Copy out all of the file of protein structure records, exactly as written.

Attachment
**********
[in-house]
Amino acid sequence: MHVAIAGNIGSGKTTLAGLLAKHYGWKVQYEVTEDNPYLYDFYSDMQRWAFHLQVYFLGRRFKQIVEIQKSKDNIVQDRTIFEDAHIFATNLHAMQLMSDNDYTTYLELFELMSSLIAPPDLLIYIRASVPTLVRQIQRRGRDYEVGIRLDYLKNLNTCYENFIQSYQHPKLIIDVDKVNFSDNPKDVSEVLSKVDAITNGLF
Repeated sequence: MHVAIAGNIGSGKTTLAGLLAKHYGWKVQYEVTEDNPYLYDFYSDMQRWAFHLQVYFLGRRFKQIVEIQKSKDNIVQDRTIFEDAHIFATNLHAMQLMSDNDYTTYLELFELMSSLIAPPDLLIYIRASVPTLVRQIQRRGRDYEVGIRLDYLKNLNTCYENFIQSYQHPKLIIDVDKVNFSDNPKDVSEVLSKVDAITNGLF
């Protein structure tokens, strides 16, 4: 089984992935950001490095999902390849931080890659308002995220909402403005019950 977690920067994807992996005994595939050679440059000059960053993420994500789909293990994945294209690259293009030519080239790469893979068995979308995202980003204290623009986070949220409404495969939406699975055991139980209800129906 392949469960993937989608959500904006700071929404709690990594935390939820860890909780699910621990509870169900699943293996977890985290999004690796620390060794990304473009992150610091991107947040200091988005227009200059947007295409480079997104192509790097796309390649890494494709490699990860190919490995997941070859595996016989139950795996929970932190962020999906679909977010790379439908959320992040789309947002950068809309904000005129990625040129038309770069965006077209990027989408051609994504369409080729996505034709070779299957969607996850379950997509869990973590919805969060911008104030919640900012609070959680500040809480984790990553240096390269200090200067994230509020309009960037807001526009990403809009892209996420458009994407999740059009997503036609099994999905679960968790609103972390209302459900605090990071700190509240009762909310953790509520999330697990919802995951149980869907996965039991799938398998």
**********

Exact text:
[in-house]
Amino acid sequence: MHVAIAGNIGSGKTTLAGLLAKHYGWKVQYEVTEDNPYLYDFYSDMQRWAFHLQVYFLGRRFKQIVEIQKSKDNIVQDRTIFEDAHIFATNLHAMQLMSDNDYTTYLELFELMSSLIAPPDLLIYIRASVPTLVRQIQRRGRDYEVGIRLDYLKNLNTCYENFIQSYQHPKLIIDVDKVNFSDNPKDVSEVLSKVDAITNGLF
Repeated sequence: MHVAIAGNIGSGKTTLAGLLAKHYGWKVQYEVTEDNPYLYDFYSDMQRWAFHLQVYFLGRRFKQIVEIQKSKDNIVQDRTIFEDAHIFATNLHAMQLMSDNDYTTYLELFELMSSLIAPPDLLIYIRASVPTLVRQIQRRGRDYEVGIRLDYLKNLNTCYENFIQSYQHPKLIIDVDKVNFSDNPKDVSEVLSKVDAITNGLF
């Protein structure tokens, strides 16, 4: 089984992935950001490095999902390849931080890659308002995220909402403005019950 977690920067994807992996005994595939050679440059000059960053993420994500789909293990994945294209690259293009030519080239790469893979068995979308995202980003204290623009986070949220409404495969939406699975055991139980209800129906 392949469960993937989608959500904006700071929404709690990594935390939820860890909780699910621990509870169900699943293996977890985290999004690796620390060794990304473009992150610091991107947040200091988005227009200059947007295409480079997104192509790097796309390649890494494709490699990860190919490995997941070859595996016989139950795996929970932190962020999906679909977010790379439908959320992040789309947002950068809309904000005129990625040129038309770069965006077209990027989408051609994504369409080729996505034709070779299957969607996850379950997509869990973590919805969060911008104030919640900012609070959680500040809480984790990553240096390269200090200067994230509020309009960037807001526009990403809009892209996420458009994407999740059009997503036609099994999905679960968790609103972390209302459900605090990071700190509240009762909310953790509520999330697990919802995951149980869907996965039991799938398998």